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Emotion (Washington, D.C.) (1)
Evidence-based Complementary and Alternative Medicine : eCAM (1)
Bloch, Lian (2)
Casey, James J. (1)
Coppola, Giovanni (1)
Haase, Claudia M. (1)
Ho, Ping (1)
Lane, Jessica (1)
Levenson, Robert W. (1)
Saslow, Laura R. (1)
Saturn, Sarina R. (1)
Seider, Benjamin H. (1)
Tsao, Jennie C. I. (1)
Zeltzer, Lonnie K. (1)
Year of Publication
The 5-HTTLPR Polymorphism in the Serotonin Transporter Gene Moderates the Association between Emotional Behavior and Changes in Marital Satisfaction over Time
Haase, Claudia M.
Saslow, Laura R.
Saturn, Sarina R.
Casey, James J.
Seider, Benjamin H.
Levenson, Robert W.
Emotion (Washington, D.C.)
Why do some individuals become dissatisfied with their marriages when levels of negative emotion are high and levels of positive emotions are low, whereas others remain unaffected? Using data from a 13-year longitudinal study of middle-aged and older adults in long-term marriages, we examined whether the 5-HTTLPR polymorphism in the serotonin transporter gene moderates the association between negative and positive emotional behavior (objectively measured during marital conflict) and changes in marital satisfaction over time. For individuals with two short alleles of 5-HTTLPR, higher negative and lower positive emotional behavior at Time 1 predicted declines in marital satisfaction over time (even after controlling for depression and other covariates). For individuals with one or two long alleles, emotional behavior did not predict changes in marital satisfaction. We also found evidence for a crossover interaction (individuals with two short alleles of 5-HTTLPR and low levels of negative or high levels of positive emotion had the highest levels of marital satisfaction). These findings provide the first evidence of a specific genetic polymorphism that moderates the association between emotional behavior and changes in marital satisfaction over time and are consistent with increasing evidence that the short allele of this polymorphism serves as a susceptibility factor that amplifies sensitivity to both negative and positive emotional influences.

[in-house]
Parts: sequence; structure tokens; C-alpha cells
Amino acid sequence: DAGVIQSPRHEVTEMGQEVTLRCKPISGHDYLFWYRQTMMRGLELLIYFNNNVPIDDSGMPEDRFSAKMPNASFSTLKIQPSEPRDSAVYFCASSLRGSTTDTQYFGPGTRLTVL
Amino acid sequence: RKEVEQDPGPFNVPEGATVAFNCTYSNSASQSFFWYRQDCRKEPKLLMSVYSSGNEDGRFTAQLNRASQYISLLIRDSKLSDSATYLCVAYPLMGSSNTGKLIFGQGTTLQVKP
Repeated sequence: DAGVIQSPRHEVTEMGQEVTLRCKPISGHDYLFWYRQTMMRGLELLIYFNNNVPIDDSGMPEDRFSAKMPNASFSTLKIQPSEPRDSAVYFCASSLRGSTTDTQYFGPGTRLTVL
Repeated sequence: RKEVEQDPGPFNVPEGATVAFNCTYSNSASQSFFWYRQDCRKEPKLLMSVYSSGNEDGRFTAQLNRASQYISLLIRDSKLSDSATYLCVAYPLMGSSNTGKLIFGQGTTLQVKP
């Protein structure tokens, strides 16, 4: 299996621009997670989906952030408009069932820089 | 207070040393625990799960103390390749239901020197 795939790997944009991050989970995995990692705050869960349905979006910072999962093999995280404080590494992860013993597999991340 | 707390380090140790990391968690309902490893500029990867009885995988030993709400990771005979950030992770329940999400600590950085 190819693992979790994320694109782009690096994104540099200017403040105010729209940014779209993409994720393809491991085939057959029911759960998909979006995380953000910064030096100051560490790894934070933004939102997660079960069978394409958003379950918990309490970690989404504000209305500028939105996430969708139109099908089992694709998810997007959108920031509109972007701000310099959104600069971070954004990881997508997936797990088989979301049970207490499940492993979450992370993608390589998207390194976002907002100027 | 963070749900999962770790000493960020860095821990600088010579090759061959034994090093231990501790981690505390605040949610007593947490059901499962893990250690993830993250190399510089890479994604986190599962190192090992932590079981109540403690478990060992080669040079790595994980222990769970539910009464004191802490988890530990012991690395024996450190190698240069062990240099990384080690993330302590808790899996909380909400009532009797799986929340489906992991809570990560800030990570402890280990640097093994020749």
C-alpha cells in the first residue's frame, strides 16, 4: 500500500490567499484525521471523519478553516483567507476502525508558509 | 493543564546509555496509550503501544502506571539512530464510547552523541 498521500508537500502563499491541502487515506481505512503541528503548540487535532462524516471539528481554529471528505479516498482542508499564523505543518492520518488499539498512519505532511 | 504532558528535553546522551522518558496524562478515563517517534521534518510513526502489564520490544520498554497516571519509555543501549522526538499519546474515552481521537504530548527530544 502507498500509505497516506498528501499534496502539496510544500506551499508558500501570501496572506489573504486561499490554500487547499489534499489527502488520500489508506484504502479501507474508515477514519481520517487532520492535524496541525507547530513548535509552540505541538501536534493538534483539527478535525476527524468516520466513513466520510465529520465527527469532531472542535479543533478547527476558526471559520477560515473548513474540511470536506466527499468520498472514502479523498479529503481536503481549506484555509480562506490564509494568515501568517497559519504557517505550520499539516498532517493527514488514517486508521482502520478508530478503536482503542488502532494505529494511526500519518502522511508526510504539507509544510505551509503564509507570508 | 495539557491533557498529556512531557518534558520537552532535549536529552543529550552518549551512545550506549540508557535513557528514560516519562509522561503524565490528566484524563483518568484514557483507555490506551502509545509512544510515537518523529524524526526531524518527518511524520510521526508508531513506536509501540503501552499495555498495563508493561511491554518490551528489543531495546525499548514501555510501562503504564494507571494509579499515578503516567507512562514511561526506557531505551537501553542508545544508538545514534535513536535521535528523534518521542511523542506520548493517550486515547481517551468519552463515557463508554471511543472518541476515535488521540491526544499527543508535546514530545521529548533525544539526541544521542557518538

Emotional behavior; genetic polymorphisms; 5-HTTLPR; relationships
The Impact of Group Drumming on Social-Emotional Behavior in Low-Income Children
Tsao, Jennie C. I.
Zeltzer, Lonnie K.
Evidence-based Complementary and Alternative Medicine : eCAM
Low-income youth experience social-emotional problems linked to chronic stress that are exacerbated by lack of access to care. Drumming is a non-verbal, universal activity that builds upon a collectivistic aspect of diverse cultures and does not bear the stigma of therapy. A pretest-post-test non-equivalent control group design was used to assess the effects of 12 weeks of school counselor-led drumming on social-emotional behavior in two fifth-grade intervention classrooms versus two standard education control classrooms. The weekly intervention integrated rhythmic and group counseling activities to build skills, such as emotion management, focus and listening. The Teacher's Report Form was used to assess each of 101 participants (n = 54 experimental, n = 47 control, 90% Latino, 53.5% female, mean age 10.5 years, range 10–12 years). There was 100% retention. ANOVA testing showed that intervention classrooms improved significantly compared to the control group in broad-band scales (total problems (P < .01), internalizing problems (P < .02)), narrow-band syndrome scales (withdrawn/depression (P < .02), attention problems (P < .01), inattention subscale (P < .001)), Diagnostic and Statistical Manual of Mental Disorders-oriented scales (anxiety problems (P < .01), attention deficit/hyperactivity problems (P < .01), inattention subscale (P < .001), oppositional defiant problems (P < .03)), and other scales (post-traumatic stress problems (P < .01), sluggish cognitive tempo (P < .001)). Participation in group drumming led to significant improvements in multiple domains of social-emotional behavior. This sustainable intervention can foster positive youth development and increase student-counselor interaction. These findings underscore the potential value of the arts as a therapeutic tool.
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